News & Opinion

Golf raises eyebrows as it lowers decorum

Brooks Koepka and Dustin Johnson at 2017 Presidents Cup
There was a time, such as during the 2017 Presidents Cup, when Brooks Koepka and Dustin Johnson were at least partners if not best of friends.

There was a time in professional golf when competitors didn’t call out rivals for perceived shortcomings, but those days appear to have gone the way of the tweed jacket and hickory shafts

NORTON, Mass. – Professional golf has been held to a higher standard than other sports when it comes to calling out fellow competitors.

Maybe it’s because golf is the only sport in which the players traditionally have called penalties on themselves. Or, maybe it’s because golf is a sport in which a player, with the exception of match play, competes against the course.

Whatever the reason, professional golf has cultivated a more genteel atmosphere in which players typically don’t discuss competitors’ perceived shortcomings, but that all seems to be changing.

The most recent player-to-player scrap on the PGA Tour came two weeks ago, after the third round of the PGA Championship, when two-time defending champion Brooks Koepka called out 54-hole leader Dustin Johnson.

“When I've been in this position before, I've capitalized,” Koepka said. “I don't know; he's only won one [major championship]. I'm playing good. I don't know. We'll see.”

Koepka picked at a prominent blemish on Johnson’s resume, an 0-for-3 record in converting 54-hole leads into major championships.

Johnson extended the inglorious mark to 0-4, despite closing with a 2-under 68 at TPC Harding Park and finishing second to winner Collin Morikawa.

Johnson didn’t comment publicly after the PGA, and it wasn’t until Thursday here at TPC Boston, site of the FedEx Cup playoff opener the Northern Trust, that he offered a response.

“It doesn't matter,” Johnson said when asked about Koepka’s comments. “It doesn't bother me. He can think whatever he wants.”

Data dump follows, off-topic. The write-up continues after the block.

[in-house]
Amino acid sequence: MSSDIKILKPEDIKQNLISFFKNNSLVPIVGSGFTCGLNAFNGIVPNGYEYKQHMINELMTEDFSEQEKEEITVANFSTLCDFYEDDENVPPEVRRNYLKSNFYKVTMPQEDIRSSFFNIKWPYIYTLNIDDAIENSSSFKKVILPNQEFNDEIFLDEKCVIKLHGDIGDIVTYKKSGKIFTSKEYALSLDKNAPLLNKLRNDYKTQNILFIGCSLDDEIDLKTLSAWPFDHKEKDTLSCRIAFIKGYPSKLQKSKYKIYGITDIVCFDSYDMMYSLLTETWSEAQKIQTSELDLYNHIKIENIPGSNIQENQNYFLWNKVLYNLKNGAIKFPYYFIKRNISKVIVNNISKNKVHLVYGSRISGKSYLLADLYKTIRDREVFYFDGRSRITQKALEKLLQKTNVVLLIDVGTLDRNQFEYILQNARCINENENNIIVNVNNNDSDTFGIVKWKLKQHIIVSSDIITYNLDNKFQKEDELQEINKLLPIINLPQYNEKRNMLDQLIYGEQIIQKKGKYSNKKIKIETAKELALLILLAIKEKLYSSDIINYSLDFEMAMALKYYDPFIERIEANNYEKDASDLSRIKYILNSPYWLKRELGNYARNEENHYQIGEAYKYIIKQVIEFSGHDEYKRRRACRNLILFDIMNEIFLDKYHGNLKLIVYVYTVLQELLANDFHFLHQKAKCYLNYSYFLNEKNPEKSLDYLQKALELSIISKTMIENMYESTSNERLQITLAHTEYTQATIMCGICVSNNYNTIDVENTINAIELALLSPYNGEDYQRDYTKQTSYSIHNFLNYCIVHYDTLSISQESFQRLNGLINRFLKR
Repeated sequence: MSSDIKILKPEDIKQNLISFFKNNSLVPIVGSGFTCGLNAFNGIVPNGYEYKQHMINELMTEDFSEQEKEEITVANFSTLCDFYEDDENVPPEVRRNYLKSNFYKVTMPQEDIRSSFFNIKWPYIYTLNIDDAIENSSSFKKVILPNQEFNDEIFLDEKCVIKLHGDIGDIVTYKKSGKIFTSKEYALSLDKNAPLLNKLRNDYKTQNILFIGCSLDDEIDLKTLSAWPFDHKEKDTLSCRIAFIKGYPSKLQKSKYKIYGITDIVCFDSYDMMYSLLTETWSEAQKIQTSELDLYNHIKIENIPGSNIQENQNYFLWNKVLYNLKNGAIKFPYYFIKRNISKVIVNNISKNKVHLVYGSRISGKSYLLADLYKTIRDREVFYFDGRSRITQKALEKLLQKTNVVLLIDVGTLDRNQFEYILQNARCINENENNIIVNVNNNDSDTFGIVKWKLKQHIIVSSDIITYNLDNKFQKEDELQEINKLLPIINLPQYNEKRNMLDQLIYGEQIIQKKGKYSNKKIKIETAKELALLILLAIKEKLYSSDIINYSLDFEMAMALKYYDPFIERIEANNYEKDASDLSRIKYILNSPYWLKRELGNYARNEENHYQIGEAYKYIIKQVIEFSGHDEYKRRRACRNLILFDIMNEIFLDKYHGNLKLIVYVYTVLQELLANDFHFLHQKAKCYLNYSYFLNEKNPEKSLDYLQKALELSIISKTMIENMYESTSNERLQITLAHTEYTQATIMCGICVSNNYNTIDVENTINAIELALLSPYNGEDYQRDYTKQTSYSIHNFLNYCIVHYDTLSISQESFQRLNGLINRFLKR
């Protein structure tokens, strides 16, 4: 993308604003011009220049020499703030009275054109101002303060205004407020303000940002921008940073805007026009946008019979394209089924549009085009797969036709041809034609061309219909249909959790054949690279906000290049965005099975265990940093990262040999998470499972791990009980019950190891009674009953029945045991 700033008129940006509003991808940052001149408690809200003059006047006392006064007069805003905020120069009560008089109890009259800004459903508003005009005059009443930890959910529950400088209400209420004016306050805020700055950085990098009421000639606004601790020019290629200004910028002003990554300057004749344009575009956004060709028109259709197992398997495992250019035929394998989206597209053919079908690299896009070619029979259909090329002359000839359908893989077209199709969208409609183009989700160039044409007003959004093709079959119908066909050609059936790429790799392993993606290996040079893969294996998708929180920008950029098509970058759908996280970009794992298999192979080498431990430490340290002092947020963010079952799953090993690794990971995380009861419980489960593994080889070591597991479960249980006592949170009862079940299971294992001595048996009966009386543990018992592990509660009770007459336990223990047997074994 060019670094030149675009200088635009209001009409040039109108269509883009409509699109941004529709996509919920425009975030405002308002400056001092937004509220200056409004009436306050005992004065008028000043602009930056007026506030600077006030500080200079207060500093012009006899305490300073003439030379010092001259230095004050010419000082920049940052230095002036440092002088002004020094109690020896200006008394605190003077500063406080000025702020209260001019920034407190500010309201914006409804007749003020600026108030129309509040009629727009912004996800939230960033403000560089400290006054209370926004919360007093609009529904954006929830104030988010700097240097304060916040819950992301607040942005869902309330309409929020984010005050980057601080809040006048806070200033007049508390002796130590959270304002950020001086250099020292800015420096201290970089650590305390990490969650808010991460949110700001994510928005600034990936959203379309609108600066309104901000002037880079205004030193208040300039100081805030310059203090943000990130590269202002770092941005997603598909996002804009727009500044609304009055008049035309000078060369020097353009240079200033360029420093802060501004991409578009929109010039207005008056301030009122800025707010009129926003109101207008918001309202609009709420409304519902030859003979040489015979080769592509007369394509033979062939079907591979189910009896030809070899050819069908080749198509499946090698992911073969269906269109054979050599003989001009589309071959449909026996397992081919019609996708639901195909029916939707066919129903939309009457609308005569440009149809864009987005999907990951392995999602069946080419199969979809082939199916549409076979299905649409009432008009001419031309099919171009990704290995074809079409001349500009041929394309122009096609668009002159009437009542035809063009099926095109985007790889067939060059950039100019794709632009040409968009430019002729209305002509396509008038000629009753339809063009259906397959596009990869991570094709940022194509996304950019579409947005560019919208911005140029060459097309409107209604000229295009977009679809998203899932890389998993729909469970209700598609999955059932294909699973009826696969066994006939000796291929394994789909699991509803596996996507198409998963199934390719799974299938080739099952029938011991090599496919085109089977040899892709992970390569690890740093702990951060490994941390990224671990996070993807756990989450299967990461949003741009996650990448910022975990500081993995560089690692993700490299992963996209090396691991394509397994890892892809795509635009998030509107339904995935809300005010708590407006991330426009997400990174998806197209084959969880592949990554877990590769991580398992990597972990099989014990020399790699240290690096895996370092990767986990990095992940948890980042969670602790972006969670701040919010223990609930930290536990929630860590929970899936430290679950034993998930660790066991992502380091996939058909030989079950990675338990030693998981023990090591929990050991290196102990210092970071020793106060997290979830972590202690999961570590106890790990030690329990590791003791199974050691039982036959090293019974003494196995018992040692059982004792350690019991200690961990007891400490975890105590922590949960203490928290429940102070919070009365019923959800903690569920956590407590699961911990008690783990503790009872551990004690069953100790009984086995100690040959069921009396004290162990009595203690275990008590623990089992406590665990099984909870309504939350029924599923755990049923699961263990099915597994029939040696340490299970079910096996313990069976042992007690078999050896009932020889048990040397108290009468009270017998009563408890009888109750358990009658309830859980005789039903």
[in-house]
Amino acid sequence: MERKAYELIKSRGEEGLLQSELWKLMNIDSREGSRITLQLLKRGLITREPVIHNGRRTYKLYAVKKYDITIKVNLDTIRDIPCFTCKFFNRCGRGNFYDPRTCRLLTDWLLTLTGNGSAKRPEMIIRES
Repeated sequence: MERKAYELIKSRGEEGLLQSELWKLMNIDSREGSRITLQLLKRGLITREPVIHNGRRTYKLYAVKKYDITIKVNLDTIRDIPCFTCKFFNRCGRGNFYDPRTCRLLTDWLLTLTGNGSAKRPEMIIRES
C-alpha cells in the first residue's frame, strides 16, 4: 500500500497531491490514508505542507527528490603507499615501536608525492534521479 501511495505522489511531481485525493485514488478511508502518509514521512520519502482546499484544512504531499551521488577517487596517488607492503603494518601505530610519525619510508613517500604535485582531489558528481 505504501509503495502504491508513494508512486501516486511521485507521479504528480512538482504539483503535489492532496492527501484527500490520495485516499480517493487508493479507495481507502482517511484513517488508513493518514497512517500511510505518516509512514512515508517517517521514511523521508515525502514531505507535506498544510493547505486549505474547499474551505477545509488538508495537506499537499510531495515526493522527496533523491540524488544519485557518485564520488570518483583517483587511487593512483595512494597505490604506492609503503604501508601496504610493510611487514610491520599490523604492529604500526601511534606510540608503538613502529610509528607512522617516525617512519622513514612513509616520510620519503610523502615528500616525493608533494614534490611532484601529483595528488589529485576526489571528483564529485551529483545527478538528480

The little tit-for-tat between Koepka and Johnson is just the latest example of players calling out others.

Bryson DeChambeau and Patrick Reed have taken shots from other players, some of which certainly were justified and others that maybe were not.

For DeChambeau, the consternation centered on his plodding pace of play, which has gotten better. For Reed, where do we start? The most recent hubbub came in December after his questionable actions in a waste area at the Hero World Challenge in the Bahamas. By setting the club behind the ball and taking it away a few times, thus removing sand behind the ball, he clearly improved his lie but then suggested that he was unaware of having taken any questionable actions.

“I know Pat pretty good, and he’s always been nice to me … but anyone cheating the rules, I’m not up for that,” Australian Cameron Smith said later that month, at the Presidents Cup. “I don’t have any sympathy for anyone that cheats.”

PGA Tour commissioner Jay Monahan considered the comments to be out of line and told Smith to zip it.

The Koepka-Johnson tiff, which involves two of the top-ranked players in the world, might not attract the commissioner’s attention yet, but it nonetheless demands a ruling from the broader fan base: Is golf losing its refined approach?

When asked about players calling out other players, Tiger Woods responded simply: “It’s sports.”

His answer might have been economical, but it says so much more. Golf always has been a competition that cultivates a different approach than do the other major sports. Now, it seems as if professional golfers feel the need to be flippant and even biting in comments about competitors, taking the game down the same road as the NFL, NBA, MLB and the NHL.

Is this a good thing? Does it make golf a better sport, or does it merely create fodder for the short attention span of social media?

DeChambeau, Johnson and Reed can say that they don’t care or it’s merely a detractor’s opinion, but at some point, these comments could manifest themselves in other ways.

Hopefully, that is far off, but in a year the likes of 2020, we have learned that anything is possible.

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